Harold Little didn’t hear Williams’ follow-up statements. He didn’t hear Williams’ explanation of why his son doesn’t play more, that he’s “trying to get him some more minutes,” or his praise of Nassir Little’s work ethic.
So, naturally, Harold Little was caught off guard by the comments. Though, he admits that after he watched the entire press conference online and gained context, it “made it make sense.”
The perception of some that UNC isn’t one-and-done friendly isn’t new. Some say Williams’ reliance on upperclassmen is why many five-stars instead choose to play for schools, like Duke or Kentucky, with a history of quickly sending players to the NBA.
Though Nassir Little’s heard the noise since committing to North Carolina in October 2017, he hasn’t spoken much about it publicly. But on Saturday — after a game in which he scored 10 points and shot 4 of 5 from the floor in 20 minutes — Nassir Little stood up for his head coach.
“He just wants to put me in a situation where I can be the best,” Nassir Little said. “Right now, we got two guys on the wing who are playing really good, who are experienced and playing really well. So, that’s what puts us in the best situation to help us win.”
Graduate guard Cameron Johnson and senior forward Luke Maye are ahead of Nassir Little on the depth chart. But a sequence in the final minutes of the first half against Davidson was a reminder of the impact Nassir Little could consistently have with more minutes.
With 3:26 to play until halftime, Nassir Little swatted away Davidson guard Carter Collins’ layup attempt. He then hustled back to the other side of the court to follow senior guard Kenny Williams’ missed 3-pointer for a two-handed put-back dunk that sparked a 12-2 run and allowed the Tar Heels to close the half with an 11-point lead.
Displays of athleticism like that, paired with a 6-foot-6, 220-pound frame, have NBA scouts drooling.
When Nassir Little came to Chapel Hill, it was with a resume as loaded as that of any recruit in the Roy Williams era at UNC.
The Orange Park, Fla. native was the No. 3 overall recruit in the class of 2018, according to 247 Sports. He and LeBron James are the only players to take home MVP honors in the McDonald’s All-American Game and the Jordan Brand Classic.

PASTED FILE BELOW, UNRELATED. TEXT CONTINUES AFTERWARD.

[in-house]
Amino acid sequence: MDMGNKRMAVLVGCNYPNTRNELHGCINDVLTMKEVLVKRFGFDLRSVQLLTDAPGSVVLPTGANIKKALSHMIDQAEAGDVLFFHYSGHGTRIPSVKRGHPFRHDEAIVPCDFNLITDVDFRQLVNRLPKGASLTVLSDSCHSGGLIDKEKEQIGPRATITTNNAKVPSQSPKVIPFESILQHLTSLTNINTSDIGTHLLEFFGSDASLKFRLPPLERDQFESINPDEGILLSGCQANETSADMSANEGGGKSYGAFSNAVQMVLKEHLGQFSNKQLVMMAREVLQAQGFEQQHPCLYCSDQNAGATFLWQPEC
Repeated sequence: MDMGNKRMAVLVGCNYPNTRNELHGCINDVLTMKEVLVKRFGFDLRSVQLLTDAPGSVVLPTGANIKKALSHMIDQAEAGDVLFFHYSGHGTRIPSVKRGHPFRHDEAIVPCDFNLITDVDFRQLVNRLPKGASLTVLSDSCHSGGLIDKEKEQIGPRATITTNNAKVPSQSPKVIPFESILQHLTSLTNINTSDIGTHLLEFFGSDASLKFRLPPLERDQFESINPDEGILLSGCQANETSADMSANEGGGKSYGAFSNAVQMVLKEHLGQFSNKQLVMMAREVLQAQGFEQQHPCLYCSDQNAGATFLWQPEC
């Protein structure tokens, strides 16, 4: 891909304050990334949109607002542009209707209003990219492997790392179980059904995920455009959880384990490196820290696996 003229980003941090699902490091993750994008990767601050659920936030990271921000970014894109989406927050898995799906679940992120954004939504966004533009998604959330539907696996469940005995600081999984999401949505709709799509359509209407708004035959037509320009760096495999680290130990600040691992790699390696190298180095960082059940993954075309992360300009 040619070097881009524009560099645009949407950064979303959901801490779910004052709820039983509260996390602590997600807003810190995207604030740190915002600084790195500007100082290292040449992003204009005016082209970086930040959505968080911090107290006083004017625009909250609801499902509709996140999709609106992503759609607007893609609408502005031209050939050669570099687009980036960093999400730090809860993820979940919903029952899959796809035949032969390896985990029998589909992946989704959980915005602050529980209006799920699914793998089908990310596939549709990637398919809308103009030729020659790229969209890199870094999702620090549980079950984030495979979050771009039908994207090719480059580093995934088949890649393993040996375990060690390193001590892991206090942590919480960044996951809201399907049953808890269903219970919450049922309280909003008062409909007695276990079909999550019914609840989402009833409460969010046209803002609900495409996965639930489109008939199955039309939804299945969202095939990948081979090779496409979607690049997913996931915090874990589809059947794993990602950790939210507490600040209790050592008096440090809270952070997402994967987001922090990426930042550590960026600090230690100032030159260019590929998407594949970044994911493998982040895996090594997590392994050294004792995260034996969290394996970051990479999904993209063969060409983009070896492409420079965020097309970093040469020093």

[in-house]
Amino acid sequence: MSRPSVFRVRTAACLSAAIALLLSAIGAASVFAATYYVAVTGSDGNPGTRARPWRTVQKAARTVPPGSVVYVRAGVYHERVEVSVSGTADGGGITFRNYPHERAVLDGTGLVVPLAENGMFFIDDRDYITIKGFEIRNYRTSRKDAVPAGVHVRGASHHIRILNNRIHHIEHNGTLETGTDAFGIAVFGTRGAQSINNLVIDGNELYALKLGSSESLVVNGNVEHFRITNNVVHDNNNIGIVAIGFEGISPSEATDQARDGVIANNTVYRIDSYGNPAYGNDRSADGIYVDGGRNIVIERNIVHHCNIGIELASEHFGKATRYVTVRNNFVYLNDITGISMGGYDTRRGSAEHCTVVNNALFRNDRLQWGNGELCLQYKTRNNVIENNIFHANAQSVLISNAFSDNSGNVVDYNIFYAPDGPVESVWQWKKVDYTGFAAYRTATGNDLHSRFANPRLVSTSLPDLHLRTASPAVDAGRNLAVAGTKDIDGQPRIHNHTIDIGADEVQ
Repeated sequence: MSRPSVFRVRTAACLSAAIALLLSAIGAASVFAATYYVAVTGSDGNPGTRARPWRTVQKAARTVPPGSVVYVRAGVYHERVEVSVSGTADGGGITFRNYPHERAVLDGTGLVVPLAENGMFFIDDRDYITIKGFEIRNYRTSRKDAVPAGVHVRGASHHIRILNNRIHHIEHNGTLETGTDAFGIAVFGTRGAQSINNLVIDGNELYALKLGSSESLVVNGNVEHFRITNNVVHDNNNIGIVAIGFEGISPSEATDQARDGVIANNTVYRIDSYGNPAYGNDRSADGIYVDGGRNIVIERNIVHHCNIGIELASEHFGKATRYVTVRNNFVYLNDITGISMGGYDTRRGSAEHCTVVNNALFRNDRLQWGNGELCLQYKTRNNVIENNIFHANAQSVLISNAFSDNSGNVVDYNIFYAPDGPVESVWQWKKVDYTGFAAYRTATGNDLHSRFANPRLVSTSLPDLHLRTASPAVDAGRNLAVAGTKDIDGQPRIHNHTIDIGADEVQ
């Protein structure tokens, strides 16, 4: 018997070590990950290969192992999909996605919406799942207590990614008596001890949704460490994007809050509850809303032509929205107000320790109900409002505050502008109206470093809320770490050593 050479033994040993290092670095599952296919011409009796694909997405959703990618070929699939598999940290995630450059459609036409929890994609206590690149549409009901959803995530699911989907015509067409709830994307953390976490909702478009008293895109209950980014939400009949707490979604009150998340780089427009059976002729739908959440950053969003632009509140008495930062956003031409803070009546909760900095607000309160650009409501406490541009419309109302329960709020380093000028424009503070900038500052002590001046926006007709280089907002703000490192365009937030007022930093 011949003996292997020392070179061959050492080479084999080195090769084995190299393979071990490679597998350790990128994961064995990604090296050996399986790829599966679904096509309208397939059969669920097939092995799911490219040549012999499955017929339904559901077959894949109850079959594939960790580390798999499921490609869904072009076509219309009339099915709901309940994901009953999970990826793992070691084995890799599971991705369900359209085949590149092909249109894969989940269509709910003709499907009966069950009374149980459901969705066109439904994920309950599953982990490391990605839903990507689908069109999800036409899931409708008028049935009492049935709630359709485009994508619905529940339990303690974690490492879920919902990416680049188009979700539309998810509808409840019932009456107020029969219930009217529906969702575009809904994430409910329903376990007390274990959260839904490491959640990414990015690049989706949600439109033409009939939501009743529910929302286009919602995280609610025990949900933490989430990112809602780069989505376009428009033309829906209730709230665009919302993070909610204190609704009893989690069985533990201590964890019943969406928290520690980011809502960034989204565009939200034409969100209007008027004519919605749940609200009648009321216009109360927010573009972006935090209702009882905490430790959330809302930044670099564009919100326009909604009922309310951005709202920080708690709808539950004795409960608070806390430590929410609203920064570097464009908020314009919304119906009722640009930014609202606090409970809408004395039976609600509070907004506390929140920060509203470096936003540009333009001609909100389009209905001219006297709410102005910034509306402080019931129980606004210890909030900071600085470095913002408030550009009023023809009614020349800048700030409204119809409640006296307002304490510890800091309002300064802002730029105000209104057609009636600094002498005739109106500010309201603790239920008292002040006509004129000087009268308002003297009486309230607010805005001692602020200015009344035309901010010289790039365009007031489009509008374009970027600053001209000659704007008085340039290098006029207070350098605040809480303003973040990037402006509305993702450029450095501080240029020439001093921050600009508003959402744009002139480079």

However, this hasn’t granted him any guarantees from his head coach, and he knew it wouldn’t when he committed to UNC.
“If you come here, we’re going to coach you hard,” Williams told Little on his official visit. “We’re going to help you learn the game. And nothing is going to be given to you. There is no guarantee that you will be starting at Carolina.”
Harold Little says Williams has kept his word — he’s seen his son’s development. His performance on Saturday against Davidson was demonstrative of that.
A week after shooting just 2 of 8 for four points, two assists and one rebound against Kentucky, Nassir Little looked more comfortable on the court than he had in weeks.
This could be credited to a heart-to-heart conversation with Williams following UNC’s loss to Kentucky. When asked about the conversation, Nassir Little even had a word of advice for other athletes who may find themselves in slumps.
“If you’re ever going through something, it’s good to talk to your coaches,” Nassir Little said. “(I) just asked him what he wanted me to do and what he was looking for. We had a good conversation. And I’m just going to keep getting better.”
Unlike after the game against Kentucky, Nassir Little felt good about his performance against Davidson. He’s content with progressing at his own pace.
And for those who think Williams is hurting his draft stock by not playing him more?
“They don’t know what they’re talking about,” Nassir Little chuckled. “That’s it.”
Nassir Little expected a learning curve when he arrived at North Carolina, and though he didn’t know it’d be this steep, he hopes to continue to block out the noise to have more performances he’s proud of.
“With anything that you do that’s a grand undertaking, there are going to be ups and downs, and there are going to be challenges,” Harold Little said. “But I think he’s built for it. I think he’s going to be okay.”
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